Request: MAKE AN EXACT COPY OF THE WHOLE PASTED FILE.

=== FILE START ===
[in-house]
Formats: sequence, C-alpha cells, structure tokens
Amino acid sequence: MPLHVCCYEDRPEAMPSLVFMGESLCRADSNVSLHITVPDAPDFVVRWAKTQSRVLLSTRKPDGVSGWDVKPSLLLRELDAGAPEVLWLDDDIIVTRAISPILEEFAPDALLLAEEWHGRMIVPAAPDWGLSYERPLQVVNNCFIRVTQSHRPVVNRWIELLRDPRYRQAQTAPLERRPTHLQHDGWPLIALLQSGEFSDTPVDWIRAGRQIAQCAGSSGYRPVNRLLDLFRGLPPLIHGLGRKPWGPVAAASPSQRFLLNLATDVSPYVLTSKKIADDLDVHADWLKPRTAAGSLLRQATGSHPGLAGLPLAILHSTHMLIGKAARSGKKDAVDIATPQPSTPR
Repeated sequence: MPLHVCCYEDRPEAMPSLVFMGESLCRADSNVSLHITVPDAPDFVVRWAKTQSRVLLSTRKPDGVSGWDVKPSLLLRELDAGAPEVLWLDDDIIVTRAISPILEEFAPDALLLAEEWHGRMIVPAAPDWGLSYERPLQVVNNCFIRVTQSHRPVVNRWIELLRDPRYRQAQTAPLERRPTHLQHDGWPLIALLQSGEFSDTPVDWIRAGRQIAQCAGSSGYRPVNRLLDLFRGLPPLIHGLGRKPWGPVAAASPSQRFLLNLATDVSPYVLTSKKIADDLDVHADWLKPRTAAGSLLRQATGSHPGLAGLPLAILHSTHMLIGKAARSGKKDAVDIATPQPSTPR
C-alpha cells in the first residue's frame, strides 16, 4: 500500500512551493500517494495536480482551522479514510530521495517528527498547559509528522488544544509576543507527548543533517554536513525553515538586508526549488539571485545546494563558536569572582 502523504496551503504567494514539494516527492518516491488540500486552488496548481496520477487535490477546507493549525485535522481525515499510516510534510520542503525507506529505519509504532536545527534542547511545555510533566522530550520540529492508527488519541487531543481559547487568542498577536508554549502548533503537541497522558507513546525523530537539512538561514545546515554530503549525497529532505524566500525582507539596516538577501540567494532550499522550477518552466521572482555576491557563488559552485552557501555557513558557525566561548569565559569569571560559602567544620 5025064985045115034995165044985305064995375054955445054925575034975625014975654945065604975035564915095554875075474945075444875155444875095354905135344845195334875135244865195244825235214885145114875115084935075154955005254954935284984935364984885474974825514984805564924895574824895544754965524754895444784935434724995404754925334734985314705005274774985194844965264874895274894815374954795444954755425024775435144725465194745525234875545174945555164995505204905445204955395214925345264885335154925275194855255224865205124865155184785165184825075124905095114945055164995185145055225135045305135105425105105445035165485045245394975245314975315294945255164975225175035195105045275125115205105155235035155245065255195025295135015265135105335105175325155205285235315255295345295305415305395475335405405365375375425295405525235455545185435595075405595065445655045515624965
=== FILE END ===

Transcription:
[in-house]
Formats: sequence, C-alpha cells, structure tokens
Amino acid sequence: MPLHVCCYEDRPEAMPSLVFMGESLCRADSNVSLHITVPDAPDFVVRWAKTQSRVLLSTRKPDGVSGWDVKPSLLLRELDAGAPEVLWLDDDIIVTRAISPILEEFAPDALLLAEEWHGRMIVPAAPDWGLSYERPLQVVNNCFIRVTQSHRPVVNRWIELLRDPRYRQAQTAPLERRPTHLQHDGWPLIALLQSGEFSDTPVDWIRAGRQIAQCAGSSGYRPVNRLLDLFRGLPPLIHGLGRKPWGPVAAASPSQRFLLNLATDVSPYVLTSKKIADDLDVHADWLKPRTAAGSLLRQATGSHPGLAGLPLAILHSTHMLIGKAARSGKKDAVDIATPQPSTPR
Repeated sequence: MPLHVCCYEDRPEAMPSLVFMGESLCRADSNVSLHITVPDAPDFVVRWAKTQSRVLLSTRKPDGVSGWDVKPSLLLRELDAGAPEVLWLDDDIIVTRAISPILEEFAPDALLLAEEWHGRMIVPAAPDWGLSYERPLQVVNNCFIRVTQSHRPVVNRWIELLRDPRYRQAQTAPLERRPTHLQHDGWPLIALLQSGEFSDTPVDWIRAGRQIAQCAGSSGYRPVNRLLDLFRGLPPLIHGLGRKPWGPVAAASPSQRFLLNLATDVSPYVLTSKKIADDLDVHADWLKPRTAAGSLLRQATGSHPGLAGLPLAILHSTHMLIGKAARSGKKDAVDIATPQPSTPR
C-alpha cells in the first residue's frame, strides 16, 4: 500500500512551493500517494495536480482551522479514510530521495517528527498547559509528522488544544509576543507527548543533517554536513525553515538586508526549488539571485545546494563558536569572582 502523504496551503504567494514539494516527492518516491488540500486552488496548481496520477487535490477546507493549525485535522481525515499510516510534510520542503525507506529505519509504532536545527534542547511545555510533566522530550520540529492508527488519541487531543481559547487568542498577536508554549502548533503537541497522558507513546525523530537539512538561514545546515554530503549525497529532505524566500525582507539596516538577501540567494532550499522550477518552466521572482555576491557563488559552485552557501555557513558557525566561548569565559569569571560559602567544620 5025064985045115034995165044985305064995375054955445054925575034975625014975654945065604975035564915095554875075474945075444875155444875095354905135344845195334875135244865195244825235214885145114875115084935075154955005254954935284984935364984885474974825514984805564924895574824895544754965524754895444784935434724995404754925334734985314705005274774985194844965264874895274894815374954795444954755425024775435144725465194745525234875545174945555164995505204905445204955395214925345264885335154925275194855255224865205124865155184785165184825075124905095114945055164995185145055225135045305135105425105105445035165485045245394975245314975315294945255164975225175035195105045275125115205105155235035155245065255195025295135015265135105335105175325155205285235315255295345295305415305395475335405405365375375425295405525235455545185435595075405595065445655045515624965